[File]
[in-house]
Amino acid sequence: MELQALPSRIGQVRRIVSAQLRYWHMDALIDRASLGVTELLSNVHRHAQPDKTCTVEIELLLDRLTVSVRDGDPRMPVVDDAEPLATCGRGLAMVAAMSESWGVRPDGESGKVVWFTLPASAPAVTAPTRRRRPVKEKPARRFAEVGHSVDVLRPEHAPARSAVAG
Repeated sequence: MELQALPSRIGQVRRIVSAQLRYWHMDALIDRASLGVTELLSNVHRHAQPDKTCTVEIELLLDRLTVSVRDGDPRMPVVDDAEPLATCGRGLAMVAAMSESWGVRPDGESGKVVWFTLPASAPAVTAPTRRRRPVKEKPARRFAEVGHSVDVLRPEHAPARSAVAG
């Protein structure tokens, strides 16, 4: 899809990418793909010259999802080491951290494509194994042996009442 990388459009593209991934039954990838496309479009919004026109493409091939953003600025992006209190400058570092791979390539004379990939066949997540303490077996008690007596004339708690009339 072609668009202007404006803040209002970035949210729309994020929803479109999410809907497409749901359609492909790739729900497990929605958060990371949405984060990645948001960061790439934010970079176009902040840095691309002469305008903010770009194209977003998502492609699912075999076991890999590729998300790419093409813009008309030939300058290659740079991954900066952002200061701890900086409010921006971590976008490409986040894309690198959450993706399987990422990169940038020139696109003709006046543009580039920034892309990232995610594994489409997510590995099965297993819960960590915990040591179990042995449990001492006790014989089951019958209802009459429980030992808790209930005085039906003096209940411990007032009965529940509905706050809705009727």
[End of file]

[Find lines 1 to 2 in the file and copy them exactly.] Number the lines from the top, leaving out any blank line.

[in-house]
Amino acid sequence: MELQALPSRIGQVRRIVSAQLRYWHMDALIDRASLGVTELLSNVHRHAQPDKTCTVEIELLLDRLTVSVRDGDPRMPVVDDAEPLATCGRGLAMVAAMSESWGVRPDGESGKVVWFTLPASAPAVTAPTRRRRPVKEKPARRFAEVGHSVDVLRPEHAPARSAVAG